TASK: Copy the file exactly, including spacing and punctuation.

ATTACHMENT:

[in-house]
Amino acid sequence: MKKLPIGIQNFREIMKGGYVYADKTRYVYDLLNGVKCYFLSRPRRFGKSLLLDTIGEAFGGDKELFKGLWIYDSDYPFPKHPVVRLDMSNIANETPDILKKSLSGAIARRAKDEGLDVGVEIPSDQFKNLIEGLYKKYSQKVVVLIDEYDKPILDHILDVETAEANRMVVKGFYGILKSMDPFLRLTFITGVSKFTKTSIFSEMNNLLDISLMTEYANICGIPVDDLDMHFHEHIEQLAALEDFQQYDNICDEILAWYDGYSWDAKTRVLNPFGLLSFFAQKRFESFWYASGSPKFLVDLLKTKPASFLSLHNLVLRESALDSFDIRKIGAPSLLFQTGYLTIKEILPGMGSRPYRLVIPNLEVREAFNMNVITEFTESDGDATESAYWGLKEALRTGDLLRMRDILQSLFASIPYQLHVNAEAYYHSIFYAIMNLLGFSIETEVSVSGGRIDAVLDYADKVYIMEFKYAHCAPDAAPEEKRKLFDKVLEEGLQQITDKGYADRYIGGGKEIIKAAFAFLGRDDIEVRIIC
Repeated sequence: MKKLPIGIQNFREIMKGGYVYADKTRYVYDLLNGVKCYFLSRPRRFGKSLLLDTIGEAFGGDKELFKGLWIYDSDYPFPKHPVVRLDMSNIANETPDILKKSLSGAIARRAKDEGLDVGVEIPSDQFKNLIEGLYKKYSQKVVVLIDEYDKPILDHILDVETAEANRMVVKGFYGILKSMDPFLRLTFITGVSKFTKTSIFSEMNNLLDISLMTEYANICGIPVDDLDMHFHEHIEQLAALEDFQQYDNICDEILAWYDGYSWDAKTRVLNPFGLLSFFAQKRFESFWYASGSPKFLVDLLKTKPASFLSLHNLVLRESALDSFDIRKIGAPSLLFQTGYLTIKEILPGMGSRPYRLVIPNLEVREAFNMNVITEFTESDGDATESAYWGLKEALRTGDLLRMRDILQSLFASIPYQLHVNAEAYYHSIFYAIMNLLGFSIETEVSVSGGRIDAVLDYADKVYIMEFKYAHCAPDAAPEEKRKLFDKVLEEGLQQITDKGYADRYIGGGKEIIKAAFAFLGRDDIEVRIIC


[in-house]
Amino acid sequence: MKKLPIGIQNFREIMKGGYVYADKTRYVYDLLNGVKCYFLSRPRRFGKSLLLDTIGEAFGGDKELFKGLWIYDSDYPFPKHPVVRLDMSNIANETPDILKKSLSGAIARRAKDEGLDVGVEIPSDQFKNLIEGLYKKYSQKVVVLIDEYDKPILDHILDVETAEANRMVVKGFYGILKSMDPFLRLTFITGVSKFTKTSIFSEMNNLLDISLMTEYANICGIPVDDLDMHFHEHIEQLAALEDFQQYDNICDEILAWYDGYSWDAKTRVLNPFGLLSFFAQKRFESFWYASGSPKFLVDLLKTKPASFLSLHNLVLRESALDSFDIRKIGAPSLLFQTGYLTIKEILPGMGSRPYRLVIPNLEVREAFNMNVITEFTESDGDATESAYWGLKEALRTGDLLRMRDILQSLFASIPYQLHVNAEAYYHSIFYAIMNLLGFSIETEVSVSGGRIDAVLDYADKVYIMEFKYAHCAPDAAPEEKRKLFDKVLEEGLQQITDKGYADRYIGGGKEIIKAAFAFLGRDDIEVRIIC
Repeated sequence: MKKLPIGIQNFREIMKGGYVYADKTRYVYDLLNGVKCYFLSRPRRFGKSLLLDTIGEAFGGDKELFKGLWIYDSDYPFPKHPVVRLDMSNIANETPDILKKSLSGAIARRAKDEGLDVGVEIPSDQFKNLIEGLYKKYSQKVVVLIDEYDKPILDHILDVETAEANRMVVKGFYGILKSMDPFLRLTFITGVSKFTKTSIFSEMNNLLDISLMTEYANICGIPVDDLDMHFHEHIEQLAALEDFQQYDNICDEILAWYDGYSWDAKTRVLNPFGLLSFFAQKRFESFWYASGSPKFLVDLLKTKPASFLSLHNLVLRESALDSFDIRKIGAPSLLFQTGYLTIKEILPGMGSRPYRLVIPNLEVREAFNMNVITEFTESDGDATESAYWGLKEALRTGDLLRMRDILQSLFASIPYQLHVNAEAYYHSIFYAIMNLLGFSIETEVSVSGGRIDAVLDYADKVYIMEFKYAHCAPDAAPEEKRKLFDKVLEEGLQQITDKGYADRYIGGGKEIIKAAFAFLGRDDIEVRIIC